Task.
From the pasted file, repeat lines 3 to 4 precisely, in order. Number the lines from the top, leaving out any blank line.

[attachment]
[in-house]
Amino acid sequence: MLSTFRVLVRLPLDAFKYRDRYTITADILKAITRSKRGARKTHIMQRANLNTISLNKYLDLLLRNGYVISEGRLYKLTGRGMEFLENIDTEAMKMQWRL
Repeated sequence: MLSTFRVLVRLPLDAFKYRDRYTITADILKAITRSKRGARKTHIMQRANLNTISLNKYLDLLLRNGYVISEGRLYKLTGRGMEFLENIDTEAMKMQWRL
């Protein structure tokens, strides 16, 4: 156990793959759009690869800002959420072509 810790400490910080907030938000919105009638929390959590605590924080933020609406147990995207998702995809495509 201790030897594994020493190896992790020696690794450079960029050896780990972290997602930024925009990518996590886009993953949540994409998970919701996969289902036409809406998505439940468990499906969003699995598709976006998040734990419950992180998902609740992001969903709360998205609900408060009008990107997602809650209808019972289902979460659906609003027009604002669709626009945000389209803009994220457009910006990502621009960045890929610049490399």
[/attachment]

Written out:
Repeated sequence: MLSTFRVLVRLPLDAFKYRDRYTITADILKAITRSKRGARKTHIMQRANLNTISLNKYLDLLLRNGYVISEGRLYKLTGRGMEFLENIDTEAMKMQWRL
């Protein structure tokens, strides 16, 4: 156990793959759009690869800002959420072509 810790400490910080907030938000919105009638929390959590605590924080933020609406147990995207998702995809495509 201790030897594994020493190896992790020696690794450079960029050896780990972290997602930024925009990518996590886009993953949540994409998970919701996969289902036409809406998505439940468990499906969003699995598709976006998040734990419950992180998902609740992001969903709360998205609900408060009008990107997602809650209808019972289902979460659906609003027009604002669709626009945000389209803009994220457009910006990502621009960045890929610049490399």